Existing drugs can only limit or contain the extent of the damage that is the root cause of the world’s hardest to treat neurodegenerative diseases. For instance, existing drug therapies that target Alzheimer’s disease – the most pervasive of them all – have only succeeded in marginally decelerating its progression. This offers little comfort to the afflicted or to their loved ones.

“NVG-291 presents a new paradigm for treating Alzheimer’s disease,” said Dr. George Perry, Editor-in-Chief of the Journal of Alzheimer’s Disease and member of NervGen’s Alzheimer’s Clinical Advisory Board. “Nobody else in medical research is taking this same approach. It is essentially enabling the brain to repair itself.”

FOR YOUR HEALTH: Experiencing a Higher Level of Fatigue May Predict Death in Older Adults

Study finds older people reporting feeling run down were more likely to die within the following 3 years.

by Becky Upham

Fatigue may be a sign of an underlying health issue if it does not improve with rest and good nutrition.

How fatigued activities like walking, light housework, or heavy gardening make an older person feel may be a predictor of how likely they are to die in the next few years, according to a new study.

The research, published on January 24 in The Journal of Gerontology, is the first to establish higher levels of perceived physical fatigability as an indicator of earlier death, said lead author Nancy W. Glynn, PhD, associate professor in the department of epidemiology at Pitt’s Graduate School of Public Health, in Pittsburgh, in a release. “Conversely, lower scores indicate greater energy and more longevity.”

What Exactly Does Fatigue Mean?

Fatigue is different than feeling sleepy. Instead, it’s a feeling of tiredness or lack of energy and motivation. However, drowsiness and apathy can sometimes accompany fatigue, according to StatPearls.

Although fatigue can be a perfectly normal response to stress or a hard day of work or play, it may be a sign of an underlying health issue if it’s not improved by getting plenty of rest or good nutrition.

Participants Reported How Fatigued They Would Be From Walking, Gardening, or Watching TV

Historically, measuring fatigue has been challenging for researchers. It could be costly and require an in-person visit and dedicated space and staff.

In an effort to standardize the definition of fatigue and make it less costly, researchers at the University of Pittsburgh developed the Pittsburgh Fatigability Scale in 2011. The 10-item scale has been validated in many subsequent studies as a way to accurately capture physical and mental tiredness.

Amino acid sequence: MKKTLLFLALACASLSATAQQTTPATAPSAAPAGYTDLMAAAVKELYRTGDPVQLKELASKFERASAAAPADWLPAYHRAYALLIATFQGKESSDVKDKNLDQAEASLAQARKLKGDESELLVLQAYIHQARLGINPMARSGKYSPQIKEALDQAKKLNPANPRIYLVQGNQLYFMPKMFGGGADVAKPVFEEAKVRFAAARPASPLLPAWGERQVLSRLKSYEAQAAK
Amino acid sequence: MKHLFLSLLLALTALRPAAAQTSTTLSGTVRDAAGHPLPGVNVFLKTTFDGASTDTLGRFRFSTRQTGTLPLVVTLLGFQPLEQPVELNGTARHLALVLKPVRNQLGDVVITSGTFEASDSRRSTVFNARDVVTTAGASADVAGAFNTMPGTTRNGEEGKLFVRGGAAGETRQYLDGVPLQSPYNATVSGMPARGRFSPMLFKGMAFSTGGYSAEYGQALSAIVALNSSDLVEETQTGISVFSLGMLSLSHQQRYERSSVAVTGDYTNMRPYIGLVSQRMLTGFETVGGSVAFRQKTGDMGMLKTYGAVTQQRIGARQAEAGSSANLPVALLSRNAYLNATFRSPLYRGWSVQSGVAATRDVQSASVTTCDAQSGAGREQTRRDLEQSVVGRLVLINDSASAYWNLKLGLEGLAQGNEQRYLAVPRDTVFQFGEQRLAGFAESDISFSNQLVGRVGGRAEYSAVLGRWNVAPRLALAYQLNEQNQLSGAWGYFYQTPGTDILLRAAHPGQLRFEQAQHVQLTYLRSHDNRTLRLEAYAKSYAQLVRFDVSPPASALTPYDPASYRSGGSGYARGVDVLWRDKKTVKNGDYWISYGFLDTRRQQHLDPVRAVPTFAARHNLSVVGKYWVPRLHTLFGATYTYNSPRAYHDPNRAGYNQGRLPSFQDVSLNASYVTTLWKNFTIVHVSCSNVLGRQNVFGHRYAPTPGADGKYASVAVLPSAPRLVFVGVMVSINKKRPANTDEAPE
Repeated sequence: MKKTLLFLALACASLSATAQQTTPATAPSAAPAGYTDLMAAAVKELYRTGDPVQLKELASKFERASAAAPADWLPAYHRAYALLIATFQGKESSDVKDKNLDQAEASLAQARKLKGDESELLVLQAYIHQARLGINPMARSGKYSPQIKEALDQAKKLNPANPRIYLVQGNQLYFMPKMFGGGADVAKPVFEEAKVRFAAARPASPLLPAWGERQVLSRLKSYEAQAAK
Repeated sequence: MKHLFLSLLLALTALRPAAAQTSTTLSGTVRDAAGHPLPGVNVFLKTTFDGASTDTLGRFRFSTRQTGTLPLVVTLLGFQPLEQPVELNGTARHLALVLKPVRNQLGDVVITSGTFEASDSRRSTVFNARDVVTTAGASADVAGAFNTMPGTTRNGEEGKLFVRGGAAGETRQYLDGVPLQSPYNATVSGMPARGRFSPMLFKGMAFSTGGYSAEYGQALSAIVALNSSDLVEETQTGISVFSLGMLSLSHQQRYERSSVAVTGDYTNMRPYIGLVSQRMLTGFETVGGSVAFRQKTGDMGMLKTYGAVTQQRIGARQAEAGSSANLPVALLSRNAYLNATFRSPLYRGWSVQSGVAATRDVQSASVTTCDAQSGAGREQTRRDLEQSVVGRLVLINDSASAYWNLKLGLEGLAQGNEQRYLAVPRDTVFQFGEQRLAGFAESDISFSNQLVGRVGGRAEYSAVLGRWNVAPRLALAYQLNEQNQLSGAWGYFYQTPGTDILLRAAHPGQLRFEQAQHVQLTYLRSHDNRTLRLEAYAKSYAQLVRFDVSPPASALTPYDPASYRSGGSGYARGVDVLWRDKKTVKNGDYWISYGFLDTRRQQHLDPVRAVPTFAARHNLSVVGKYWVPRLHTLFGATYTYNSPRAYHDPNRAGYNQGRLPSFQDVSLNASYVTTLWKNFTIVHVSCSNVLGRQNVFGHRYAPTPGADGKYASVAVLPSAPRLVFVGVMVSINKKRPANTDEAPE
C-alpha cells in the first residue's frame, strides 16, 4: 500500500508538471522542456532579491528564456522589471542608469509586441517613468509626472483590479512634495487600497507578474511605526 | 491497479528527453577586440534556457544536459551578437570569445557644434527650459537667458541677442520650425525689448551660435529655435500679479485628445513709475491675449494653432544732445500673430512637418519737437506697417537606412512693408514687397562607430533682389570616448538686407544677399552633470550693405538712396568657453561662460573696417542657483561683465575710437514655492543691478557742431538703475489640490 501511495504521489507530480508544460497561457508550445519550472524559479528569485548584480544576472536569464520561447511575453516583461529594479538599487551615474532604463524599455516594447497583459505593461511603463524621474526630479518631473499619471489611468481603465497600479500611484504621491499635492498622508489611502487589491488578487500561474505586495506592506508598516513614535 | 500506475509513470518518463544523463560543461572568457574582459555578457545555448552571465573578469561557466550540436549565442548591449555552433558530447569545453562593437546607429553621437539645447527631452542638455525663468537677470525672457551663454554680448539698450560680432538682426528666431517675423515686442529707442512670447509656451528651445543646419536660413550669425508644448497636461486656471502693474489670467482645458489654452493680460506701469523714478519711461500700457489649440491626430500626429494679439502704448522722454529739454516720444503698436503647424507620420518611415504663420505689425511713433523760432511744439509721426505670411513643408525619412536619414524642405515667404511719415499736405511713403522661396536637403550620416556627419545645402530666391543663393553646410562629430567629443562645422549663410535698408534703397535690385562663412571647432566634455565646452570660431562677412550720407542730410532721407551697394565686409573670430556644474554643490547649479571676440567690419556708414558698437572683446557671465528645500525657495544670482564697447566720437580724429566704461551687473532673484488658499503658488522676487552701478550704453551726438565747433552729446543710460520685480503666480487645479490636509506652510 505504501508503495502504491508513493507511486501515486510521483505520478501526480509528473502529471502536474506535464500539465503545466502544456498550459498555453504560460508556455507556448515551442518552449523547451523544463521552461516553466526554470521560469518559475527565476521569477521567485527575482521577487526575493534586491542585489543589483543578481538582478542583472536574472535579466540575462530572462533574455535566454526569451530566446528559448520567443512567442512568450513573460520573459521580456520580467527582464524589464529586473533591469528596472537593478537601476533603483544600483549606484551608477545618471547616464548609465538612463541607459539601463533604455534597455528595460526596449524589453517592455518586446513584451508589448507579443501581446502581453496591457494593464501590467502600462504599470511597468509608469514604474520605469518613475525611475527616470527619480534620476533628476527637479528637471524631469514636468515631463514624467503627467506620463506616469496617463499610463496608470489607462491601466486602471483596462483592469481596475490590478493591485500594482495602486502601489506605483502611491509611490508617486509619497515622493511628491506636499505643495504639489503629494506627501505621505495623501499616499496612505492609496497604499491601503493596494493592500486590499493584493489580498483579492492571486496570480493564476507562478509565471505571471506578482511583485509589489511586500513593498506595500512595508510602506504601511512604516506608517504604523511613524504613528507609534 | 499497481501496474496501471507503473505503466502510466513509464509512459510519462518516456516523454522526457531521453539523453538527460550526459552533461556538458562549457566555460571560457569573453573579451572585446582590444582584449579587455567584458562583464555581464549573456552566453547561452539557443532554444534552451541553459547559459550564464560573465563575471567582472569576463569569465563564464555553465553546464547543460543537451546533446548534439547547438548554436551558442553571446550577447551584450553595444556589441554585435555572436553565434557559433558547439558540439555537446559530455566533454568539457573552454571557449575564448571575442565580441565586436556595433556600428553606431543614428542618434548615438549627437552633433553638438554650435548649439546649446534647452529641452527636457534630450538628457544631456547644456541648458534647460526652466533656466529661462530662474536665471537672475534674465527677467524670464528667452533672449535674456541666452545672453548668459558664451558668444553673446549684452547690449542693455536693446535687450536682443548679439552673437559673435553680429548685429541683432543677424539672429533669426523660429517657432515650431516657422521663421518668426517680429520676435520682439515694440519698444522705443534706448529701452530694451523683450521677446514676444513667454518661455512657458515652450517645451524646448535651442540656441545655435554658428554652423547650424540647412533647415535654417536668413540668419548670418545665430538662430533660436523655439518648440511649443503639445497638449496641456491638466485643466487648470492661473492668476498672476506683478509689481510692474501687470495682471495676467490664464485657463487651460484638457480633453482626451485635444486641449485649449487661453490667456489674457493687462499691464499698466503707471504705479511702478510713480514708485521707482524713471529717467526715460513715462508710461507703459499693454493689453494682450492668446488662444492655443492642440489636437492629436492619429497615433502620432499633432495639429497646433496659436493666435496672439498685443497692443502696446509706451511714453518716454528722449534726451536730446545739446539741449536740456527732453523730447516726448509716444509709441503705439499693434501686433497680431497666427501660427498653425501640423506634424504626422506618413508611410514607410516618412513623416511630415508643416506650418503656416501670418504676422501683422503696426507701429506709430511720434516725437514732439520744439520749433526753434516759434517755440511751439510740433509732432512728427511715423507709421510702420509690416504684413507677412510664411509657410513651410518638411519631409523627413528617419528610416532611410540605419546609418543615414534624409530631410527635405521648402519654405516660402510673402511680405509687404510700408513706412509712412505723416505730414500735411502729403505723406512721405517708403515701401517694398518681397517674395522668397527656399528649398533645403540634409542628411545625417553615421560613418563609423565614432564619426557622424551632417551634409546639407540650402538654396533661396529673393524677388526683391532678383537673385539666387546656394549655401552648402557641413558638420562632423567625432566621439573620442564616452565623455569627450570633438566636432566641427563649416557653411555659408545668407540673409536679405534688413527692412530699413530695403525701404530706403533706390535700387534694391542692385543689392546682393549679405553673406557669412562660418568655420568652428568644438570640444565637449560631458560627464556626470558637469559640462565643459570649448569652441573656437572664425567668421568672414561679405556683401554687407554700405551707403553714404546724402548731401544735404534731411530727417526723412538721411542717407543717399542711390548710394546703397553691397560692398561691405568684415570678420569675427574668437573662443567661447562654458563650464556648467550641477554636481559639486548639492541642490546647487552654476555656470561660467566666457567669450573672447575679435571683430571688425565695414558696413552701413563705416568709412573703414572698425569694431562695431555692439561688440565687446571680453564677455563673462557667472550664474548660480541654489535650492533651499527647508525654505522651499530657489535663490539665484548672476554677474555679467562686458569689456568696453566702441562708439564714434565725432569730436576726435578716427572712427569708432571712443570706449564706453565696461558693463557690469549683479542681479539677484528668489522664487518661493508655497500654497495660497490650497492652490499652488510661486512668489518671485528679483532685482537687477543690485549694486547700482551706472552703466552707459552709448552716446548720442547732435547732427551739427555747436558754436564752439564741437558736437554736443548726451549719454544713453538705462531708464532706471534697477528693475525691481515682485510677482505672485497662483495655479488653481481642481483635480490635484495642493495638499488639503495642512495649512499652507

To find out if there was a relationship between reported fatigue and mortality, investigators recruited a total of 2,906 people who were enrolled in the Long Life Family Study, an international study that follows family members across two generations. The mean age of participants was 73.5 years old, 54.2 percent were women, and 99.7 percent were white.

Participants completed the Pittsburgh Fatigability Scale, which asked them to rate how much physical and mental fatigue they would experience as a result of participating in activities such as walking, light housework, watching television, hiking or biking, and hosting a social event, with 0 being no fatigue and 5 being extreme fatigue. Scores could range from 0 to 50, with a higher score indicating greater fatigability.

Subjects were followed for an average of 2.7 years until the end of 2019, thereby avoiding any increased mortality as a result of the COVID-19 pandemic. After controlling for several factors that could contribute to the likelihood of death, including depression, preexisting or underlying terminal illness, age, and gender, investigators found that participants with the highest level of reported fatigue (with a score of 25 or higher) were over twice as likely to die during the follow-up period compared with people who had less fatigue (with a score below 25).

“There has been research showing that people who increase their physical activity can decrease their fatigability score,” said Dr. Glynn, a physical activity epidemiologist. “And one of the best ways to increase physical activity — which simply means moving more — is by setting manageable goals and starting a routine, like a regular walk or scheduled exercise,” she added.
Glynn points out that this time of year is known to be the time when people make and break resolutions to be more active. “I hope our findings provide some encouragement to stick with exercise goals,” she said.

It’s Never Too Late to Start Exercising

Most adults over the age of 65 can safely exercise, even if they have a chronic illness, according to the American Academy of Family Physicians (AAFP). If you haven’t been physically active in a while or if you aren’t sure if exercise would be recommended for someone with your health conditions, check in with your doctor first.

When it comes to which type of exercise is best, experts recommend including all four types:

  • Endurance activities, such as walking or dancing;
  • Strength training, which can be done with body weight or a resistance band;
  • Balance moves, like standing on one foot;
  • Flexibility, which can be improved with yoga or stretching.

Current guidelines recommend that people ages 65 and older get at least 2.5 hours of moderate aerobic exercise (like walking) or 1 hour and 15 minutes of vigorous exercise (like jogging) every week. Include strength training at least two days a week and practice short bouts of balance and flexibility moves every day.

FOR YOUR HEALTH: Keeping Your Kids Covered Finding Health Insurance Post-Graduation

There are a number of ways the new grads in your family can get the healthcare coverage they need.

(NAPSI)—When your children graduate, there are two things you should know. First, congratulations. Second, consider their health insurance needs. Perhaps this is the last thing you ask yourself but it may be among the most significant. About one in five people in their 20s do not have health insurance, according to recent studies. However, one unexpected illness or accident could have long-lasting health and financial consequences.